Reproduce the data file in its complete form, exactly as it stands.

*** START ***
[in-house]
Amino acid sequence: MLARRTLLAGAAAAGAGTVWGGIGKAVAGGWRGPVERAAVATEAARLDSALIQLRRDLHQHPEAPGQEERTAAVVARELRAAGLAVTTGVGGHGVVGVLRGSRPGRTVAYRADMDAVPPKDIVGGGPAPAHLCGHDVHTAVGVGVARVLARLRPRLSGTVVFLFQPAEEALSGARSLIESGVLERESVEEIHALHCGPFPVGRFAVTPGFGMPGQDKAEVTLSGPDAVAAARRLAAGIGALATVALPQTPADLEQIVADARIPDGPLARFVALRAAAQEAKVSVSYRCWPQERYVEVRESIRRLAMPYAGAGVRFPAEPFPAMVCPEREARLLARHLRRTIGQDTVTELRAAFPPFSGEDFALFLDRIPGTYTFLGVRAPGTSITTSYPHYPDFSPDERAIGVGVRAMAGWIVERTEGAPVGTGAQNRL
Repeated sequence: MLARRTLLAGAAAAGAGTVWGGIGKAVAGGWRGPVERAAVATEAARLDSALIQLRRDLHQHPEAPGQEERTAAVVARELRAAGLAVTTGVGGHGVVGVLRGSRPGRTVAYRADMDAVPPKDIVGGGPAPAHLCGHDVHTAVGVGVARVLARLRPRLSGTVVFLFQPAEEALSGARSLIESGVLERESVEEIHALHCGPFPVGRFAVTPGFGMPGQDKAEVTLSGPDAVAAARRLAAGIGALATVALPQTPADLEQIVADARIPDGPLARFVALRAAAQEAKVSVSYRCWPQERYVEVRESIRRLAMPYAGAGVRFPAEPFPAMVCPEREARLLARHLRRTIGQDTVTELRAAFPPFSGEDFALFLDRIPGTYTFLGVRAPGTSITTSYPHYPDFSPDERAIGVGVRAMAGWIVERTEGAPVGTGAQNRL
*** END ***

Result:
[in-house]
Amino acid sequence: MLARRTLLAGAAAAGAGTVWGGIGKAVAGGWRGPVERAAVATEAARLDSALIQLRRDLHQHPEAPGQEERTAAVVARELRAAGLAVTTGVGGHGVVGVLRGSRPGRTVAYRADMDAVPPKDIVGGGPAPAHLCGHDVHTAVGVGVARVLARLRPRLSGTVVFLFQPAEEALSGARSLIESGVLERESVEEIHALHCGPFPVGRFAVTPGFGMPGQDKAEVTLSGPDAVAAARRLAAGIGALATVALPQTPADLEQIVADARIPDGPLARFVALRAAAQEAKVSVSYRCWPQERYVEVRESIRRLAMPYAGAGVRFPAEPFPAMVCPEREARLLARHLRRTIGQDTVTELRAAFPPFSGEDFALFLDRIPGTYTFLGVRAPGTSITTSYPHYPDFSPDERAIGVGVRAMAGWIVERTEGAPVGTGAQNRL
Repeated sequence: MLARRTLLAGAAAAGAGTVWGGIGKAVAGGWRGPVERAAVATEAARLDSALIQLRRDLHQHPEAPGQEERTAAVVARELRAAGLAVTTGVGGHGVVGVLRGSRPGRTVAYRADMDAVPPKDIVGGGPAPAHLCGHDVHTAVGVGVARVLARLRPRLSGTVVFLFQPAEEALSGARSLIESGVLERESVEEIHALHCGPFPVGRFAVTPGFGMPGQDKAEVTLSGPDAVAAARRLAAGIGALATVALPQTPADLEQIVADARIPDGPLARFVALRAAAQEAKVSVSYRCWPQERYVEVRESIRRLAMPYAGAGVRFPAEPFPAMVCPEREARLLARHLRRTIGQDTVTELRAAFPPFSGEDFALFLDRIPGTYTFLGVRAPGTSITTSYPHYPDFSPDERAIGVGVRAMAGWIVERTEGAPVGTGAQNRL